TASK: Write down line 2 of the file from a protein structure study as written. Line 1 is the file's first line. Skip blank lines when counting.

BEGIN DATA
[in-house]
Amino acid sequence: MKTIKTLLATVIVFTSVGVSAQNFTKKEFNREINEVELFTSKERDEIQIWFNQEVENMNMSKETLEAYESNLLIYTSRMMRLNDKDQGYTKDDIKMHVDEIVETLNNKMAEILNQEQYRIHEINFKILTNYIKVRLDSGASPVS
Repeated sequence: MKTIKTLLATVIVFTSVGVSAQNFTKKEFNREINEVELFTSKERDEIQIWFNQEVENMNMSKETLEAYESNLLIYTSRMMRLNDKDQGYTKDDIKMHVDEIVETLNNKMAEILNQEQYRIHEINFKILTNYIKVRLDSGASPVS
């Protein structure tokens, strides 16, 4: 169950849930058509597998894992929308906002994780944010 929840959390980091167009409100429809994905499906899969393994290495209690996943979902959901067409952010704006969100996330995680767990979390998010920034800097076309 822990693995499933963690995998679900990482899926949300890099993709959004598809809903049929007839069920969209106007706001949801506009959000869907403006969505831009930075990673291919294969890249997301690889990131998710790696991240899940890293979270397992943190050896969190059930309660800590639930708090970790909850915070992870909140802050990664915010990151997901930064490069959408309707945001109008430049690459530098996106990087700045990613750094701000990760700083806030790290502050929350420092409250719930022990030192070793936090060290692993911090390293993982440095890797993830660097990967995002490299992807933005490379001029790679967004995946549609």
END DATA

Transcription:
Amino acid sequence: MKTIKTLLATVIVFTSVGVSAQNFTKKEFNREINEVELFTSKERDEIQIWFNQEVENMNMSKETLEAYESNLLIYTSRMMRLNDKDQGYTKDDIKMHVDEIVETLNNKMAEILNQEQYRIHEINFKILTNYIKVRLDSGASPVS